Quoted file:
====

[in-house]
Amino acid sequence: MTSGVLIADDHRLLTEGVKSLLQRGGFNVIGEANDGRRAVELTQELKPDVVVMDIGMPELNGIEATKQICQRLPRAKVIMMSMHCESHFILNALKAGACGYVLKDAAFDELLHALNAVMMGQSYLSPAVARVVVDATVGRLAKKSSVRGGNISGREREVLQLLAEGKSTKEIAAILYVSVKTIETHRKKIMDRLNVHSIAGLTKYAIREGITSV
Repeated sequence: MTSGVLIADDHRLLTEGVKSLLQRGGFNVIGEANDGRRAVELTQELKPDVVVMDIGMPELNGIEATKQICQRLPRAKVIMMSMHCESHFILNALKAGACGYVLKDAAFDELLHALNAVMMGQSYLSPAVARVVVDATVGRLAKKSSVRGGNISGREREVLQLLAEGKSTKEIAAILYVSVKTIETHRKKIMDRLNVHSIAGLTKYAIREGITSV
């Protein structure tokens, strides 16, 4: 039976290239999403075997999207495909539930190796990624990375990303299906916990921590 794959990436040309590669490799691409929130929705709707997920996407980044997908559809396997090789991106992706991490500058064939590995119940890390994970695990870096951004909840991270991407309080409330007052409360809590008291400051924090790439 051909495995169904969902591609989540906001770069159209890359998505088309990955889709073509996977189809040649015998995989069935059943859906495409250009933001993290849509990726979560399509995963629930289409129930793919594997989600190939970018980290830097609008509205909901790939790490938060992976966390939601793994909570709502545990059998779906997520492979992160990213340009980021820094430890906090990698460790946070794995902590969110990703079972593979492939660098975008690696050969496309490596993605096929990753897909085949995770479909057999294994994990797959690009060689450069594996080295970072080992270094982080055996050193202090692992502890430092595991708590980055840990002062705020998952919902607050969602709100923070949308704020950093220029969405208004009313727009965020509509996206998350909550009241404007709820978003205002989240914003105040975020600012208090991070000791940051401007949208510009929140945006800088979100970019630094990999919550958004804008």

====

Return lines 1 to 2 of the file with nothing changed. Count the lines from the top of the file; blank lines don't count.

[in-house]
Amino acid sequence: MTSGVLIADDHRLLTEGVKSLLQRGGFNVIGEANDGRRAVELTQELKPDVVVMDIGMPELNGIEATKQICQRLPRAKVIMMSMHCESHFILNALKAGACGYVLKDAAFDELLHALNAVMMGQSYLSPAVARVVVDATVGRLAKKSSVRGGNISGREREVLQLLAEGKSTKEIAAILYVSVKTIETHRKKIMDRLNVHSIAGLTKYAIREGITSV